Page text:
Revenues are squeezed and disruption is up, but the outlook for electricity distribution companies is positive.
Network utilities have been grappling with regulatory pressures on revenues, disruptive new technologies such as distributed generation (DG) and storage, heightened operational complexity, tougher output performance targets and weaker demand growth. Amid these circumstances, it is no surprise that many distribution companies have seen their profits compressed.
Accenture believes this challenging environment is likely to continue in the near term, as utilities and regulators evolve toward a more distributed, cost-effective electricity system. However, irrespective of short-term challenges, Accenture’s view is that distribution has the potential for a bright future, both as profitable businesses and playing a key role as a pivotal component in the evolving power sector.
This buoying optimism shouldn’t mask the critical transition required to transform network companies to succeed amid complex business conditions and position for future growth. Regulated financial returns for many network utilities will be increasingly tied to operational, societal and customer-related performance. Network utilities are also not immune from the interests of new entrants, looking to secure positions to profit from the growth of new services in areas such as microgrids, DG, storage and energy platforms to support active optimization of supply and demand across networks.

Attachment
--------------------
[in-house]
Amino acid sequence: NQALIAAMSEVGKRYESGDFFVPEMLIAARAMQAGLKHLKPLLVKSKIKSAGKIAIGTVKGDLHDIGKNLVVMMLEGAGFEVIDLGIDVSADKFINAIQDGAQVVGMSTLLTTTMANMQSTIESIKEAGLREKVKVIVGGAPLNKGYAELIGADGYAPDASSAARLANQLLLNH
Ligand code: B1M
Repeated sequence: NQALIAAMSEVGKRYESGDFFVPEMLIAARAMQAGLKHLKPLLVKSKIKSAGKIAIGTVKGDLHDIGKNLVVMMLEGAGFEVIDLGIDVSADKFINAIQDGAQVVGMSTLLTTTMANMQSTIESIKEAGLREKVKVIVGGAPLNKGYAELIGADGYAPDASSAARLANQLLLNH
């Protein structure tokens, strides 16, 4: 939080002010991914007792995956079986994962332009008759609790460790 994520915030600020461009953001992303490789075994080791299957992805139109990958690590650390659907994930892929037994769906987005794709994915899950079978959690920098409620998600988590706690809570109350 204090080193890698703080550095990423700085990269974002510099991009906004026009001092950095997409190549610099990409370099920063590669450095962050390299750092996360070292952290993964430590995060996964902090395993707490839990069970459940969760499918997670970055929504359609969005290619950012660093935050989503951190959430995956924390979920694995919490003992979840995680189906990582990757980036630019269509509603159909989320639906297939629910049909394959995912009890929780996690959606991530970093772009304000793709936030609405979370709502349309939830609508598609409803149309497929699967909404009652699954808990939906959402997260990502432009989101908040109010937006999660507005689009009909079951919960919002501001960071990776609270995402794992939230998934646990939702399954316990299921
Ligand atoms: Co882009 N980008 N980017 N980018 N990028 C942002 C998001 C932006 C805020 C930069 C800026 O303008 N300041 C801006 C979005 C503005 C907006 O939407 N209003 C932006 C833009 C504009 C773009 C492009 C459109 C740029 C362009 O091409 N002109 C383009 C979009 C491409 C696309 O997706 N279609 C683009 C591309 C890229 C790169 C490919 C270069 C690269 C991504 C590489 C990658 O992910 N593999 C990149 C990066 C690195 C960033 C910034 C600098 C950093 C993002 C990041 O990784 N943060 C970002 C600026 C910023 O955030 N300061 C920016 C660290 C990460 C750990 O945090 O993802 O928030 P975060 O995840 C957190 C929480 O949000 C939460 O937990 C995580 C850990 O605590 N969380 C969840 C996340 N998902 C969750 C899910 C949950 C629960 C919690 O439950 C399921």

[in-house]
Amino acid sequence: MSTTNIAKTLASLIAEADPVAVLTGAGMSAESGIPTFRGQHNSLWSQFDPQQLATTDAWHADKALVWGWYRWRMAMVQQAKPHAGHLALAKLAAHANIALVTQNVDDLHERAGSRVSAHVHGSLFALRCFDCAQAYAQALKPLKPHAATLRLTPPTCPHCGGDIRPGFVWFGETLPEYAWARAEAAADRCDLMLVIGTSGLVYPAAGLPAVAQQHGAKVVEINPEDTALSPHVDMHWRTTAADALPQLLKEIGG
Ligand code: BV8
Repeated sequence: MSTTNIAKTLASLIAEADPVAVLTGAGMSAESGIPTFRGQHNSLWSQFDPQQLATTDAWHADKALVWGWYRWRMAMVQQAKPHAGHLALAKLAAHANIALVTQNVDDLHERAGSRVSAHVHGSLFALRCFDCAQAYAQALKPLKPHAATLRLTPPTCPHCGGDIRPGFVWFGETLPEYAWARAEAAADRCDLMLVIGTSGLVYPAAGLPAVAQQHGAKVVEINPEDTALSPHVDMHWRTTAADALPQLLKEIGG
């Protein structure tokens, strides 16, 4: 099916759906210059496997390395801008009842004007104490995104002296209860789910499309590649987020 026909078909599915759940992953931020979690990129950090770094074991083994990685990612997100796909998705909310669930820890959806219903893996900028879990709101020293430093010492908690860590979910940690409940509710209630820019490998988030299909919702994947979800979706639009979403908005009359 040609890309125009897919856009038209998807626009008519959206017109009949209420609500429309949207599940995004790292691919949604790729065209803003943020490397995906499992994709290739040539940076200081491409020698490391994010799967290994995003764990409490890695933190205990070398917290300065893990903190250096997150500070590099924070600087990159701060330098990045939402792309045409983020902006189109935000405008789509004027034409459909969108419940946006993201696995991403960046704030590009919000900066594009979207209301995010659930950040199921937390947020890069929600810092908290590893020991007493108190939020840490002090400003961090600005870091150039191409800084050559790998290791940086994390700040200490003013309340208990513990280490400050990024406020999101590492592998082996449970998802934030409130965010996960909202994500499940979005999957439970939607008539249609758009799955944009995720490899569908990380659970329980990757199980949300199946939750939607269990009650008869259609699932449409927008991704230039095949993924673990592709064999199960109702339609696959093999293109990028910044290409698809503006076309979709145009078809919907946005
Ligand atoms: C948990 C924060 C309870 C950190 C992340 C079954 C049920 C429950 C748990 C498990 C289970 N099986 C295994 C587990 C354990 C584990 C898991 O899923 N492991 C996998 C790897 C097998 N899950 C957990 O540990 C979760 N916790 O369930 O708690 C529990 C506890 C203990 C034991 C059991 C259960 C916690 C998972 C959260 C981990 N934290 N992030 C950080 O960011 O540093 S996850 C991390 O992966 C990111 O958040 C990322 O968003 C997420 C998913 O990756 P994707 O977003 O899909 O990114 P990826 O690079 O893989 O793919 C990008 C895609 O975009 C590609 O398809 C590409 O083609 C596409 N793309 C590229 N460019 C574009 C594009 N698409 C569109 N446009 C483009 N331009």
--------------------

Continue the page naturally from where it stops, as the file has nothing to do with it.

How to thrive and unlock new value? First electricity networks companies need to transform their core business through digital solutions deployment. By making the leap to become intelligent utilities, electricity network companies can tap into significant value trapped in traditional operating models and free up investment capacity, by unlocking cash for reinvestment. Doing so will provide an efficient basis to grow their core by maximizing income from within existing regulatory models through targeted investments and outperformance on incentive mechanisms. Utilities could also position themselves to benefit from potential industry consolidation or from opportunities in new geographies.
Finally, where appropriate, network companies could then scale new businesses, making plays such as data hubs, IoT platform solutions for DG, microgrids, smart cities or engineering services. These new businesses could ultimately exist within the regulatory fence or developed as new unregulated businesses.
While there are many considerations about the future of the electricity system, the one certainty is that it is evolving. Digital technology is taking hold, enabling new value from smarter grids, in meeting the demand and growth of a low-carbon economy and in releasing hidden value from inefficiencies in the existing business operations. Network utilities have an opportunity to thrive in the new power model, forming the central platform for an increasingly distributed and actively managed system.